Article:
Rocky Mountain bighorn sheep, the largest wild sheep in North America are one of two subspecies of wild sheep native to our beautiful state of Oregon. They can be found in habitats with large expanses of open grassland, canyons, rocky outcrops and cliffs. Unfortunately, populations of Rocky Mountain bighorn sheep were extirpated from Oregon in the 1800s due to unregulated hunting, habitat loss and destruction, and diseases contracted from domestic animals. However, there is hope for the species’ recovery! Current populations exist in Oregon thanks to reintroduction efforts led by the Oregon Department of Fish and Wildlife that started in the early 1950s. There are now about 800 Rocky Mountain bighorn sheep in northeast Oregon, focused around the soaring Wallowa Mountains and the steep canyons of the Snake river.
As herbivores, bighorn sheep browse on plants such as grasses, clover, sedges, and sage, and help to disperse seeds and regulate vegetation overgrowth and succession. These sheep are also an important food source for predators like coyotes, golden eagles, mountain lions, and bears.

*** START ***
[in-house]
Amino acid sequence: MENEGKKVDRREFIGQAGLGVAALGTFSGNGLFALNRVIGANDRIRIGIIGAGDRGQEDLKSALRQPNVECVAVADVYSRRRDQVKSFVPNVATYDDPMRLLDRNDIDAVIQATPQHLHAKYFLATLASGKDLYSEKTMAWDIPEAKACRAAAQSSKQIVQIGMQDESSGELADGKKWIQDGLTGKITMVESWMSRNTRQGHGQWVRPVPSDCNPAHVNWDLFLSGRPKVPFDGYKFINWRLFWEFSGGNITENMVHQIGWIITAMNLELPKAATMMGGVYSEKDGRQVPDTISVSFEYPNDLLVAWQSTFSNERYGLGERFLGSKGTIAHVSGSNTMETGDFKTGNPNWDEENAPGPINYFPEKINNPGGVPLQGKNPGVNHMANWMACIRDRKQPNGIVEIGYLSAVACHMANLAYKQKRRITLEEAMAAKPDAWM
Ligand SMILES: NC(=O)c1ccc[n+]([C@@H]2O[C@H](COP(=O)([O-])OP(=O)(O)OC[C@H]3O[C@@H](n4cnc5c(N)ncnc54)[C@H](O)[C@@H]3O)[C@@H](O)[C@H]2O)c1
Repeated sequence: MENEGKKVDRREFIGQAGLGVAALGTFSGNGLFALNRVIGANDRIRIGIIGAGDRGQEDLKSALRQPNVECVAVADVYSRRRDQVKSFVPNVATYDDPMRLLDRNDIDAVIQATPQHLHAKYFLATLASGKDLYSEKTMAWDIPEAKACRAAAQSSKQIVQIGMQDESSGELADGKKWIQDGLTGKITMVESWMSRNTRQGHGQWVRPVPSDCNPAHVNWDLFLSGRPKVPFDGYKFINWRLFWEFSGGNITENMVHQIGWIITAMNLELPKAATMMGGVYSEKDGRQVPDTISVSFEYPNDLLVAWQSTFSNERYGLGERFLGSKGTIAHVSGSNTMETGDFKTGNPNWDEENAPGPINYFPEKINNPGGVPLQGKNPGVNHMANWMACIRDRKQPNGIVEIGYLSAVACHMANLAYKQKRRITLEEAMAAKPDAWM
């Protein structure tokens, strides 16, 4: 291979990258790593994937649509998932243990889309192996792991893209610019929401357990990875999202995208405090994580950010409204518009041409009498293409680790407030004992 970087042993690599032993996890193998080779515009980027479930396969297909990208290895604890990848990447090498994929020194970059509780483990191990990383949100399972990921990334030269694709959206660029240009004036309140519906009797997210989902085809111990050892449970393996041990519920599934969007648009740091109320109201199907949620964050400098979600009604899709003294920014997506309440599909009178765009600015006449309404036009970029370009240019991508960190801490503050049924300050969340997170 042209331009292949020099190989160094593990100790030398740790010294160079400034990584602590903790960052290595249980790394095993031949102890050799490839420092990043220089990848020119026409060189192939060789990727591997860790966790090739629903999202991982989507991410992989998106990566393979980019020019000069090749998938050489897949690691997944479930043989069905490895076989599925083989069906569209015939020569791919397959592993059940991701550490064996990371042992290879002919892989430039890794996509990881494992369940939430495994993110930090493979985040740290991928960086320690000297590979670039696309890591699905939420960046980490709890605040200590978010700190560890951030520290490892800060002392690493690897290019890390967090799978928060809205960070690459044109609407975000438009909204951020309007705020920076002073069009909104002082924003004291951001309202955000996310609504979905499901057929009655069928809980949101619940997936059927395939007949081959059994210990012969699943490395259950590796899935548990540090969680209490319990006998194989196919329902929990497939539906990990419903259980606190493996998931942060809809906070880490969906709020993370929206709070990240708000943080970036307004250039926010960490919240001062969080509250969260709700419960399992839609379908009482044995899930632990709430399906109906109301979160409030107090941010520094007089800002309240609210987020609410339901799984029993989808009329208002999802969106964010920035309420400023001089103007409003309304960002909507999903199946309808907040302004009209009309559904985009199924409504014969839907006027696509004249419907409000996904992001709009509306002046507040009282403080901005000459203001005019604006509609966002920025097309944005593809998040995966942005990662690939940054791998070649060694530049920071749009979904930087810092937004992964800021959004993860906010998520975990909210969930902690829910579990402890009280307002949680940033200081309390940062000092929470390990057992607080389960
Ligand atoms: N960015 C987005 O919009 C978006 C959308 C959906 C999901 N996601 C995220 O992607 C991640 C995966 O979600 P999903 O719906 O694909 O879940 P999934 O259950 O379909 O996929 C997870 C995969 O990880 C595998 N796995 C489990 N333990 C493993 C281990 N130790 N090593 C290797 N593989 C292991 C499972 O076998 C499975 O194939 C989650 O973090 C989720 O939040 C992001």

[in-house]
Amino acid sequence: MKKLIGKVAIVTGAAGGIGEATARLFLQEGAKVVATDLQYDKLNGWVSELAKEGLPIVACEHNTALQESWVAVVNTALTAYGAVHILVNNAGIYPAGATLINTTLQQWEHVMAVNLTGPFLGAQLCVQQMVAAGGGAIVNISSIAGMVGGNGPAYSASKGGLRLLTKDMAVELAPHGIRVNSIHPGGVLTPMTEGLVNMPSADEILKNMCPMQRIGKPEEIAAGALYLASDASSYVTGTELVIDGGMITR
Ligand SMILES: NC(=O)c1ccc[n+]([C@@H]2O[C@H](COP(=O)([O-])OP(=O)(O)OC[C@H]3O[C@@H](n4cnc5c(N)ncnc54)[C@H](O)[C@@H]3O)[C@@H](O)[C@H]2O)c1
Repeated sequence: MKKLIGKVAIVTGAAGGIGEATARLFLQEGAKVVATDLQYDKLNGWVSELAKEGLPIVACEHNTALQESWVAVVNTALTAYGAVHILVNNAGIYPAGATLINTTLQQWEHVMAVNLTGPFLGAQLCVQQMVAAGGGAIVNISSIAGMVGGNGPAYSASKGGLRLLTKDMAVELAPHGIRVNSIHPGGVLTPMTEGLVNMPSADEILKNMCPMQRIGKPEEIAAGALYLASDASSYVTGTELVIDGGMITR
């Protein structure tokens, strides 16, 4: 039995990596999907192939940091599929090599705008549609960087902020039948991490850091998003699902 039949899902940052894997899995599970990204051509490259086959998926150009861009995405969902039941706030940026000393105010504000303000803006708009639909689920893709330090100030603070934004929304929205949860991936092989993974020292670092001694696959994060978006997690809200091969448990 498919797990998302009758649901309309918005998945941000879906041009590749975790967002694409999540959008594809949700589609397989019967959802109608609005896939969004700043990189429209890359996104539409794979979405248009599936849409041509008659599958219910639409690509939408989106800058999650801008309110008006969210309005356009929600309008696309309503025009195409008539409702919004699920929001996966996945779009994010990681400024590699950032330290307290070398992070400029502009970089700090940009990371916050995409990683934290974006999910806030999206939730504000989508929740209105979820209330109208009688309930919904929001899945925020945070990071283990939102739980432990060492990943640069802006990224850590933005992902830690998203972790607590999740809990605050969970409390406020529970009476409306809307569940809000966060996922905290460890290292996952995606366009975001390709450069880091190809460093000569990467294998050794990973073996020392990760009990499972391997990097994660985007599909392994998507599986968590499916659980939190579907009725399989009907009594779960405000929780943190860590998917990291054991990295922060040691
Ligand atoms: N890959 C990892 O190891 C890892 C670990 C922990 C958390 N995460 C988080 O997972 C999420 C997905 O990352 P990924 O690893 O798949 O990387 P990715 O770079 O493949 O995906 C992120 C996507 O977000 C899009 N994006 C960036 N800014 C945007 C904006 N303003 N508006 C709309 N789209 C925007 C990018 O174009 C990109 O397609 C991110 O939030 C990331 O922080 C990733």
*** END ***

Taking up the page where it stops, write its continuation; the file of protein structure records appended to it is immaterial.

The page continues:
Why do they need our help?
Although populations have rebounded, threats remain including encounters with vehicles, loss of habitat, contact with domestic sheep and goats, pneumonia bacteria present in herds, and predation from animals such as cougars. That’s why conservation actions like reintroducing bighorns to suitable habitat and preventing contact with domestic sheep and goats should be taken to further support this magnificent animal’s recovery in the state.
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Did you know?
Rams can get up to 500 pounds, but average closer to 300 pounds, and ewes are about half the size.
While both sexes have large horns, rams have the largest ones. These can weigh up to 30 pounds, and are used in dominance battles!